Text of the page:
Charcot Neuroarthropathy of the Foot and Ankle in the Acute Setting: An Illustrative Case Report and Targeted Review.

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Charcot neuroarthropathy (CN) is a rare but serious sequela of diabetes and other diseases that cause peripheral neuropathy. It is most commonly characterized by degeneration of the foot and/or ankle joints leading to progressive deformity and altered weight-bearing. If left untreated, the deformities of CN lead to ulceration, infection, amputation, and even death. Because of the associated peripheral neuropathy and proprioception deficits that accompany CN, patients typically do not perceive the onset of joint destruction. Moreover, in the hands of the untrained clinician, the initial presentation of CN can easily be mistaken for infection, osteoarthritis, gout, or inflammatory arthropathy. Misdiagnosis can lead to the aforementioned serious sequelae of CN. Thus, an early accurate diagnosis and off-loading of the involved extremity, followed by prompt referral to a specialist trained in the care of CN are crucial to prevent the late-term sequelae of the disease. The purpose of this article was to create an opportunity for enhanced understanding between orthopedic surgeons and emergency physicians, to improve patient care through the optimization of diagnosis and early management of CN in the emergent setting.





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Bagheri, Kian, Albert T Anastasio, Alexandra Krez, Lauren Siewny and Samuel B Adams (2023). Charcot Neuroarthropathy of the Foot and Ankle in the Acute Setting: An Illustrative Case Report and Targeted Review. The western journal of emergency medicine, 24(5). pp. 921–930. 10.5811/westjem.59833 Retrieved from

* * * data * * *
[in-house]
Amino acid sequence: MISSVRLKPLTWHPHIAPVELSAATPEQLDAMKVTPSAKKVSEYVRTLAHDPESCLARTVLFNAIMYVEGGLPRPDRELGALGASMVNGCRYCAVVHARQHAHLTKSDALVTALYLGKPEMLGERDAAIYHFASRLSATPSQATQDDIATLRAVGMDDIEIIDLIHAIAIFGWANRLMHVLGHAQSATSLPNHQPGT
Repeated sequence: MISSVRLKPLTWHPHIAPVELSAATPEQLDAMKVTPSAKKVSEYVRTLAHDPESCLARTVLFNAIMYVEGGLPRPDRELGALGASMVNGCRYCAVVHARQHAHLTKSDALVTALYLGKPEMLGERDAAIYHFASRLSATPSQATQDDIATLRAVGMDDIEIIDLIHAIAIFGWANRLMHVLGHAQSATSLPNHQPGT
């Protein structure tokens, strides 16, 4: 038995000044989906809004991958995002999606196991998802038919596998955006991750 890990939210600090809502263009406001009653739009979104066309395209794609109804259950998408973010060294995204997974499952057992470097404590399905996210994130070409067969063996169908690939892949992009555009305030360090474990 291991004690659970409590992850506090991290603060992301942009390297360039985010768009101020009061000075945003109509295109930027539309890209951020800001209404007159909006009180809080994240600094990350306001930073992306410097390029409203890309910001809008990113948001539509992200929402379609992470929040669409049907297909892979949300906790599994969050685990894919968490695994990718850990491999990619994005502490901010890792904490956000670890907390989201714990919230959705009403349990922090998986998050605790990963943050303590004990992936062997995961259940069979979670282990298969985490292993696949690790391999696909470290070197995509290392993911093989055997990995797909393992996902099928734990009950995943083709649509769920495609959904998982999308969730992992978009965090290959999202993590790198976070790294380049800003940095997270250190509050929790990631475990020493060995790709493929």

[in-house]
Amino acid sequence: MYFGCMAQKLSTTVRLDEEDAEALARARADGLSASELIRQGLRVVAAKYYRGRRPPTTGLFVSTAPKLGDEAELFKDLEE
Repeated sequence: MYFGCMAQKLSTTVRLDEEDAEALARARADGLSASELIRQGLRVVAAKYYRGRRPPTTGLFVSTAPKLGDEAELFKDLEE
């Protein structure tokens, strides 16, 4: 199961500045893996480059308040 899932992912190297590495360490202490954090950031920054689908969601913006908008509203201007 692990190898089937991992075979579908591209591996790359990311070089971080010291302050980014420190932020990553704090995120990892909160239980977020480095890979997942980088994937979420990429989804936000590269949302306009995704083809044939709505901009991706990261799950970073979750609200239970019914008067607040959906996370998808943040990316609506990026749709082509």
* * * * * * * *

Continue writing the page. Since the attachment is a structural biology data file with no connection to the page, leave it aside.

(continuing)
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Lauren Elizabeth Siewny

Assistant Professor of Emergency Medicine

Lauren E. Siewny, MD, FACEP is an Assistant Professor in the Department of Emergency Medicine at the Duke University School of Medicine and a board-certified Emergency Physician. A graduate of the Wright State University Boonshoft School of Medicine, she completed her training in Emergency Medicine at Duke University Hospital, where she served as Chief Resident and continues to work clinically as a board-certified Emergency Physician. Administratively, as Medical Director of the Duke University Hospital Emergency Department, her areas of interest include ED utilization management, complex care management, and advanced health analytics. Academically, Dr. Siewny is an NIH-funded and published researcher whose work focuses on using implementation science to identify and address barriers to quality care in sickle cell disease. Dr. Siewny has also taught medical student, graduate medical education, and continuing medical education courses for the past ten years and mentored both undergraduate and graduate students. These efforts have been recognized with several teaching, academic achievement, and service leadership awards.


Samuel Bruce Adams

Associate Professor of Orthopaedic Surgery

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